Just a fraction of eligible voters cast their ballot in the first election for South Australia’s state-based First Nations Voice to Parliament — but one of the successful candidates has cautioned against making judgements based on the turnout, with the state government saying it would “take time” to “build awareness”.

Initial results show that fewer than 10 per cent of eligible voters cast their ballot in the elections, held earlier this month, with South Australia’s Electoral Commission wrapping up vote counting on Thursday.

Officials had estimated that 30,000 people were eligible to vote, but only 2,583 formal ballots were counted.

Vote counting wrapped up just before Easter, with the Voice expected to begin its work later this year.(ABC News: Carl Saville)

“We never anticipated that participation would be at the rate we see in normal elections,” Premier Peter Malinauskas said on Thursday.

“I think I foreshadowed quite candidly in the lead-up to this that turnout would be an issue.”

Mr Malinauskas added that he wanted to see “what the final results are” before making an “assessment of how it went”.

Crowds gathered outside SA’s parliament last year to celebrate the passing of legislation to create the state-based Voice.(ABC News)

Voting was voluntary and only open to South Australia’s Aboriginal and Torres Strait Islander population.

The election was held months after the defeat of the proposal to establish a constitutionally-enshrined national Voice to Parliament, with South Australia delivering the second highest “No” vote in the country.

SA had already legislated before that referendum to create a state-based Voice, but delayed the first election until after the referendum.

Successful candidate for the central region, April Lawrie, said the result of the federal referendum had left many in the community feeling “really hurt and unsure” in the lead-up to state Voice voting.

April Lawrie said a positive challenge for the Voice was to build a public profile.(ABC News: Ben Pettitt)

Ms Lawrie, a Mirning and Kokatha woman, said while there was a “lot of work to do in terms of the promotion of this”, she urged detractors to “give us a chance”, and said she was certain that the Voice’s public profile would “pick up momentum”.

“It’s the first one. Give our community mob an opportunity to see how this goes,” she said.

“With all the publicity that will come to fruition with the actual elected representatives, we’ll have our people taking greater interest.

“Once our community are informed and are engaged with the Voice concept and the reality that it’s here, this is our opportunity to now, as a collective and representative Voice, work out ways in which we spread that information.”

Ms Lawrie said she was “really thrilled” to become an elected representative, and looked forward to the next steps in the process.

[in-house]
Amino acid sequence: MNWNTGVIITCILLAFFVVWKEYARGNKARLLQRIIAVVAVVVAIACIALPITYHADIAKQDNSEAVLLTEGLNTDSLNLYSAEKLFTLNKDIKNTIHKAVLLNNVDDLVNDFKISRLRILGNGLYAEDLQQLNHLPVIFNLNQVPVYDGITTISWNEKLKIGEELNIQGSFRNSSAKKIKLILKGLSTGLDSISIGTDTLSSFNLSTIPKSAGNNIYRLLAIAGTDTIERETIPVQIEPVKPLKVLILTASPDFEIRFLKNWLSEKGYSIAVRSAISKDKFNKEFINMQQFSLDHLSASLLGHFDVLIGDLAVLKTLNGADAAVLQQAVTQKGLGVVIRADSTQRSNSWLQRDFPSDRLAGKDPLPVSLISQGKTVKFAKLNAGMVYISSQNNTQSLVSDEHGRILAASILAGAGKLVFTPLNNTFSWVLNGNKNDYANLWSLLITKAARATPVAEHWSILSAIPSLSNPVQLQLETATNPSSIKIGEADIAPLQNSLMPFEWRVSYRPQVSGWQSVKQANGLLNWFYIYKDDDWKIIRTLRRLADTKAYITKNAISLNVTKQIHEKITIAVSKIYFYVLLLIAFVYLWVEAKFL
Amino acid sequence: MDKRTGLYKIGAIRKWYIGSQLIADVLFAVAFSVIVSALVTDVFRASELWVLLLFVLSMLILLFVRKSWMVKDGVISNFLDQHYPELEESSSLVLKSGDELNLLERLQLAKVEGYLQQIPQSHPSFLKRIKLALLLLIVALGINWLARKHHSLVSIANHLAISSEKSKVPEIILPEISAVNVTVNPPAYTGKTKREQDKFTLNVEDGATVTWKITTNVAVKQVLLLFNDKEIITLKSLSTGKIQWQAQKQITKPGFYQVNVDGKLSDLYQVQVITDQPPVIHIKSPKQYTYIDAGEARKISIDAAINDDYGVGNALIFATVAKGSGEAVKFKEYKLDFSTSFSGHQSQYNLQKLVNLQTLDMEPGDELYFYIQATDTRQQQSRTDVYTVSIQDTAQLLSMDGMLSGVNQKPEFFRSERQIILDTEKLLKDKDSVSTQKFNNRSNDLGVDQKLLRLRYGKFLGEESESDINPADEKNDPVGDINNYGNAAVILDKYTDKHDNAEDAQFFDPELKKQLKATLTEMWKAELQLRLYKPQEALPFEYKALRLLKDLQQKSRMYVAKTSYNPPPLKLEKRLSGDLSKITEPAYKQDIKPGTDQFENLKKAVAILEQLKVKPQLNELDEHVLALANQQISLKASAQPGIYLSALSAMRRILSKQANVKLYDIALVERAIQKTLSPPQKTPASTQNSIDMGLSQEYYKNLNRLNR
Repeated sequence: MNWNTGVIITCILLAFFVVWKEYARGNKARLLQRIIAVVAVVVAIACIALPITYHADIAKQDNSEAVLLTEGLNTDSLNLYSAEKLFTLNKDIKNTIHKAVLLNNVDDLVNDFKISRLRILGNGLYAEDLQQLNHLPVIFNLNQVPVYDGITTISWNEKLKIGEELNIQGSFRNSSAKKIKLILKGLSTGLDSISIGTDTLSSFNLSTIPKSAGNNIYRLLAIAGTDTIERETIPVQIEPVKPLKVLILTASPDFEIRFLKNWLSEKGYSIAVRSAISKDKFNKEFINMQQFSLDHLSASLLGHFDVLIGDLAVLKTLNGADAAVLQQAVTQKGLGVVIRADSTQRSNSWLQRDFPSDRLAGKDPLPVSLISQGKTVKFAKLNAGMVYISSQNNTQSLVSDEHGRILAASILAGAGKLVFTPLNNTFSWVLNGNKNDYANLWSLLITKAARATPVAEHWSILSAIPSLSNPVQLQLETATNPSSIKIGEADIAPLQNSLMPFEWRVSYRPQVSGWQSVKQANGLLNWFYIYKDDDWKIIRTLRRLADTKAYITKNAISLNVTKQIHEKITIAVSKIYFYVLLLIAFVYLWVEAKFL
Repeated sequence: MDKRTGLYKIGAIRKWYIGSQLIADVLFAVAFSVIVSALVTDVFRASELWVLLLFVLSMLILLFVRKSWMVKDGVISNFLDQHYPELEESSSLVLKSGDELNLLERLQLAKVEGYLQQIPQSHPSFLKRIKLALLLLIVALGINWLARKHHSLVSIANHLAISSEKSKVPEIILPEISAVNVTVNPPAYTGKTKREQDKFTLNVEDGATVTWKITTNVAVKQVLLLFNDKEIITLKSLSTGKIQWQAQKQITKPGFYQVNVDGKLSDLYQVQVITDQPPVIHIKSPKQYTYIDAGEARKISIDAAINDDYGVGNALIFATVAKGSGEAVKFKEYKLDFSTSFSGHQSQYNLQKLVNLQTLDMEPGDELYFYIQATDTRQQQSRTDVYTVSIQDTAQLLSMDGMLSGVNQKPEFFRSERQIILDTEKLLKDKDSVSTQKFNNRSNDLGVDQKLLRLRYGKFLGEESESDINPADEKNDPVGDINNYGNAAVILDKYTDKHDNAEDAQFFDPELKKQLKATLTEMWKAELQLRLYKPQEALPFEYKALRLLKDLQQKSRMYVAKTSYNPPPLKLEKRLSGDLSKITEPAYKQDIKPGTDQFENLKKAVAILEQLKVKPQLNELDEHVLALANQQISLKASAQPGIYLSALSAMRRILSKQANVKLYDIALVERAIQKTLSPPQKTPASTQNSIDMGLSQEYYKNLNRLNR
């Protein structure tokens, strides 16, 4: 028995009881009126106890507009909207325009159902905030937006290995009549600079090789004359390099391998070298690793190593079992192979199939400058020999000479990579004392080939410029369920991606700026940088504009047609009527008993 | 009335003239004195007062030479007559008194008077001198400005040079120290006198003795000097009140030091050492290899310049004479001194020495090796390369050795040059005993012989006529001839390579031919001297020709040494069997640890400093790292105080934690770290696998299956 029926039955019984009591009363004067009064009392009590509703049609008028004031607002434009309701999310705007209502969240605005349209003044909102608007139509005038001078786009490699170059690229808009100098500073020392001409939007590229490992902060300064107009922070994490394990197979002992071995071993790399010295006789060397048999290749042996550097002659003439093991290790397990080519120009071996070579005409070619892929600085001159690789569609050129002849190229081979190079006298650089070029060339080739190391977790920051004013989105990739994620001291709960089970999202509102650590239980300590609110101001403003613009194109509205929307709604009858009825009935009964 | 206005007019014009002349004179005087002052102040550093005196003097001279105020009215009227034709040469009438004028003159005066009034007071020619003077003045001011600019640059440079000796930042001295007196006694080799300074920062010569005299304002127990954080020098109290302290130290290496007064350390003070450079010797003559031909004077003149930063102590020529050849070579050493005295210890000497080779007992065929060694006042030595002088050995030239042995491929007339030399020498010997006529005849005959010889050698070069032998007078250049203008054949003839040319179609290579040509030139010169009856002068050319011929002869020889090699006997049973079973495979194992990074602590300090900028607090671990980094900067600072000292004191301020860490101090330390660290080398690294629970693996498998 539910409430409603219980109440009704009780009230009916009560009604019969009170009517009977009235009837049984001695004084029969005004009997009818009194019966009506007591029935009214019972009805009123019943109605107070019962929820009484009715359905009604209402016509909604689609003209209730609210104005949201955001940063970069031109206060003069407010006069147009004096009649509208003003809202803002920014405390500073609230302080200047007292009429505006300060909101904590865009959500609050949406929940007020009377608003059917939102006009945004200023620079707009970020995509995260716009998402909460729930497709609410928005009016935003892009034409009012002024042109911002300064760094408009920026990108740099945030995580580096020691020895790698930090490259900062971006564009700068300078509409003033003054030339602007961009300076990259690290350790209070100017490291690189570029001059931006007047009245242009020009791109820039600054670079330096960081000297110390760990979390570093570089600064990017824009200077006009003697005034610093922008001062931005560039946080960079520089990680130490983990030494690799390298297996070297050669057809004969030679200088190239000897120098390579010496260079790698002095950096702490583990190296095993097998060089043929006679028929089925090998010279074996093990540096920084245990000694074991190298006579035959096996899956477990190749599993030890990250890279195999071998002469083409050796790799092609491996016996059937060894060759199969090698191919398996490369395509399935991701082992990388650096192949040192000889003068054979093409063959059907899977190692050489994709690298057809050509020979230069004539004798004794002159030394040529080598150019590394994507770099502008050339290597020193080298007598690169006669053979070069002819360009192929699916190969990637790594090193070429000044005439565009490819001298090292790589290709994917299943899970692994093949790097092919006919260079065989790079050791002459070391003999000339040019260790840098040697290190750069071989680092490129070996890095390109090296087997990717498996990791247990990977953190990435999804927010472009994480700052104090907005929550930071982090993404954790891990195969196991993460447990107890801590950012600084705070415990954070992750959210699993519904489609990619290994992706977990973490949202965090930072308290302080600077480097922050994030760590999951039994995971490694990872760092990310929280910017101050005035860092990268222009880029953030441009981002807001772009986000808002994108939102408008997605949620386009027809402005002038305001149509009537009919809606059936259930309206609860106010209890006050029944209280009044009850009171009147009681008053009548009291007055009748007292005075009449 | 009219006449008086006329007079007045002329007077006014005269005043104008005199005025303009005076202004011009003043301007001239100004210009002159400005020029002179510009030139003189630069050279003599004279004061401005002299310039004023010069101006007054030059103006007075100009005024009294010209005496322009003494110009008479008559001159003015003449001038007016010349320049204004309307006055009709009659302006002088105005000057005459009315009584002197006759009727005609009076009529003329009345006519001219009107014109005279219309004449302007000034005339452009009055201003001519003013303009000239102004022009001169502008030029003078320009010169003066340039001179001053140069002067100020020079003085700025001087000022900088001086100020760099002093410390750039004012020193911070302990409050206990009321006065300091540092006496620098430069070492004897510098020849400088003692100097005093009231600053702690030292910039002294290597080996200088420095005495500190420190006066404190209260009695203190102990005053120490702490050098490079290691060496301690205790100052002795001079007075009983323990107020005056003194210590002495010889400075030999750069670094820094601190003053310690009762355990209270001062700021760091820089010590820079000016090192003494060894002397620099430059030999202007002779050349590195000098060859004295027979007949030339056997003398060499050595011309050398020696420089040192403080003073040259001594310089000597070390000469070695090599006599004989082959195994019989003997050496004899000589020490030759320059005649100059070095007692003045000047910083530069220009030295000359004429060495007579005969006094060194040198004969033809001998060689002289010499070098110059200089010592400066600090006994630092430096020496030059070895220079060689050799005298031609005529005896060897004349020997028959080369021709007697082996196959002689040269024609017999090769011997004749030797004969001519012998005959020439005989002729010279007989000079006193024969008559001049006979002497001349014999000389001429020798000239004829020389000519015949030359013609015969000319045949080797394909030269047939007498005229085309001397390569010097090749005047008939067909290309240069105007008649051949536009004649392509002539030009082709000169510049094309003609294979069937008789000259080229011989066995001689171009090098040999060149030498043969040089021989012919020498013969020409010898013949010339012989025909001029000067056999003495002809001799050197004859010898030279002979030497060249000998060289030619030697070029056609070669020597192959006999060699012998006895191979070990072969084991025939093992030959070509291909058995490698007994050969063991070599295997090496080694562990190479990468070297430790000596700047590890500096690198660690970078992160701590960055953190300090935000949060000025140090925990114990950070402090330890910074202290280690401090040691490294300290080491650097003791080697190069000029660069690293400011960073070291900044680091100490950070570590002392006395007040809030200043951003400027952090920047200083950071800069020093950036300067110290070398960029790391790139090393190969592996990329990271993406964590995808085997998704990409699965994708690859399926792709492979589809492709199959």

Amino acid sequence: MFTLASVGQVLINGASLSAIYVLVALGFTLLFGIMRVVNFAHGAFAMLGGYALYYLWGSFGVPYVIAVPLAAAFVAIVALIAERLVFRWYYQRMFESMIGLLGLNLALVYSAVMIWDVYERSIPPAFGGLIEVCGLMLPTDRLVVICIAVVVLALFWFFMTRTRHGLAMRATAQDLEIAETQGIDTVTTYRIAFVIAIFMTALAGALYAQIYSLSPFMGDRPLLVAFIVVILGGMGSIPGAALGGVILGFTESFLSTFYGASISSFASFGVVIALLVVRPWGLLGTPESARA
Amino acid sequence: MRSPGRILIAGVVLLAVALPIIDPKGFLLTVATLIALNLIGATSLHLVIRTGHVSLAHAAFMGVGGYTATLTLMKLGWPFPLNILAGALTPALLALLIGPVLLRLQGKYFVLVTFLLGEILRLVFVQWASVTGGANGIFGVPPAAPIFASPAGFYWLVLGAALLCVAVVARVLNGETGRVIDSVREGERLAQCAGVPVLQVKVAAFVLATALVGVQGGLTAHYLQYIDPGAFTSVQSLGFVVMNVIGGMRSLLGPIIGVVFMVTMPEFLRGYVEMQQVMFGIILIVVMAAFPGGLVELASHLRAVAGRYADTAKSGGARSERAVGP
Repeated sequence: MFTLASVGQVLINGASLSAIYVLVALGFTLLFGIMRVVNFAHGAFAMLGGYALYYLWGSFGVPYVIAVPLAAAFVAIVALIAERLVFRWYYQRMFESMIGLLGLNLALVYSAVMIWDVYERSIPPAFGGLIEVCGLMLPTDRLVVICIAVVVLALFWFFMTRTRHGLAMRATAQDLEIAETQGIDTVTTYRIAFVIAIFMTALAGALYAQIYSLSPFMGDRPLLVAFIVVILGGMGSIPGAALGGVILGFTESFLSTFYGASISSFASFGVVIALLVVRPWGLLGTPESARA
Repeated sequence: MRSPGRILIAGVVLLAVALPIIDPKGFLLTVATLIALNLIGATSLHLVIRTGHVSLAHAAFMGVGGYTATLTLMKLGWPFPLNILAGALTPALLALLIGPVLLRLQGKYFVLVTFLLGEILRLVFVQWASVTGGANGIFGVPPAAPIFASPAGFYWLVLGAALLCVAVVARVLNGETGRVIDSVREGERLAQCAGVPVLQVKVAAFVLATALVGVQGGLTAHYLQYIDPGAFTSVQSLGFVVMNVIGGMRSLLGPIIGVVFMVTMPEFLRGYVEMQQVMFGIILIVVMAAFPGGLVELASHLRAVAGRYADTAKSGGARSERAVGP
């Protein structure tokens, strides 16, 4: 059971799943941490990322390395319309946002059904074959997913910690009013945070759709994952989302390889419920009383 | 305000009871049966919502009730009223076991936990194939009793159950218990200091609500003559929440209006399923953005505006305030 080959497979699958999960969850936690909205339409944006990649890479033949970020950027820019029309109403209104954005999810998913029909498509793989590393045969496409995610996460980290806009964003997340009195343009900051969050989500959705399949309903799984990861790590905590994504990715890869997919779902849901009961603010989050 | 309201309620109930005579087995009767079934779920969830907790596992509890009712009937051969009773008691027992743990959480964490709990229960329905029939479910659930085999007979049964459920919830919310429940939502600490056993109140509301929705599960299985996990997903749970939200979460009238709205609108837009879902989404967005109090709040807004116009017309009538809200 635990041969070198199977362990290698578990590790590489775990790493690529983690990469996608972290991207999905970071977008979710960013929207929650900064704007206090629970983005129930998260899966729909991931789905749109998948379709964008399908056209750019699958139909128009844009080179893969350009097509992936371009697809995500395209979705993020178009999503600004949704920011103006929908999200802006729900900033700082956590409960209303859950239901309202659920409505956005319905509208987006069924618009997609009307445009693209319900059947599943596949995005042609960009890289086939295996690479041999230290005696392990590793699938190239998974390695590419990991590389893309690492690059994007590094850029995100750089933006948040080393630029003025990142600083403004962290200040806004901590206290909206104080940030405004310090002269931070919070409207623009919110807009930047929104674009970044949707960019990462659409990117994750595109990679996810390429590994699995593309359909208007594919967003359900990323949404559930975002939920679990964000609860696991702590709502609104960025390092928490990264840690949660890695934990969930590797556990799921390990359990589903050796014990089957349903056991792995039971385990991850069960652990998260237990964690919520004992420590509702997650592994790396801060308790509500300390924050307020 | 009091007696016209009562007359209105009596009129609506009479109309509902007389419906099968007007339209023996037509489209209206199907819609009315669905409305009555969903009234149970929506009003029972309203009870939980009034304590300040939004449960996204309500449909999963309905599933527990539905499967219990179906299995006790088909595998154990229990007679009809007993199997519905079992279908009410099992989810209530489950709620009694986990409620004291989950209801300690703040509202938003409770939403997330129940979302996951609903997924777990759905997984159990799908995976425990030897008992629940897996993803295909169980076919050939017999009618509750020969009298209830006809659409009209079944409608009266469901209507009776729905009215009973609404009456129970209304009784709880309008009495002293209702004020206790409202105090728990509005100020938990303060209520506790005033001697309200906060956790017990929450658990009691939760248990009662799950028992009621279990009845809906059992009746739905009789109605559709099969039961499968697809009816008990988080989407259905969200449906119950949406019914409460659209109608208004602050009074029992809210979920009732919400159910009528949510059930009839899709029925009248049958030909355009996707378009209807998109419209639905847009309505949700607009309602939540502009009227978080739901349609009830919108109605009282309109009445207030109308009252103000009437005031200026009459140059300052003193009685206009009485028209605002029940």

“It’s quite significant all around because I think for South Australia we’re the first jurisdiction to create … a First Nations Voice,” she said.

Voice ‘well on track’

Aboriginal Affairs Minister Kyam Maher described the election as “successful” and said the Voice was “well on track”.

“It will take time to build awareness and engagement,” he said.

Kyam Maher said the election provided a platform for the Voice to grow from.(ABC News: Ethan Rix)

One of the people elected to the Voice, Douglas Clinch, said a lack of mainstream media attention contributed to the low turnout.

“As we grow momentum around the Voice, people might start to understand how it can make a difference in their life,” he told Sky News.

“Hopefully, through that, we can grow trust.”

Even before the first election, there was some uncertainty over the future of the South Australian Voice.

Despite the “Yes” side launching its campaign in Adelaide, South Australian voters heavily rejected the federal Voice proposal.

The body is not constitutionally enshrined, meaning a future government could change or disband the Voice through an act of parliament.

The SA Liberal Party opposed the state-based Voice but is yet to clarify what it would do if it won the state election scheduled for 2026.

The election saw South Australia divided up into six regions, with the highest number of votes received in the most heavily populated central region.

More than 100 people nominated as candidates for the first Voice election.(ABC News: Evelyn Manfield)

In contrast, just 129 votes were received in the sparsely populated Yorke and Mid-North region — with one candidate elected despite receiving only six votes.

The Electoral Commission ran a series of events in rural and remote communities to give people a chance to vote and encourage participation.

The SA Electoral Commission visited rural and remote communities to give people the chance to vote.(ABC News: Stephanie Richards.)

Of the 46 people elected to sit on the six local Voices, two presiding members from each Local Voice will now be appointed to sit on the State Voice.

It’s expected the Voice will begin operating later this year.

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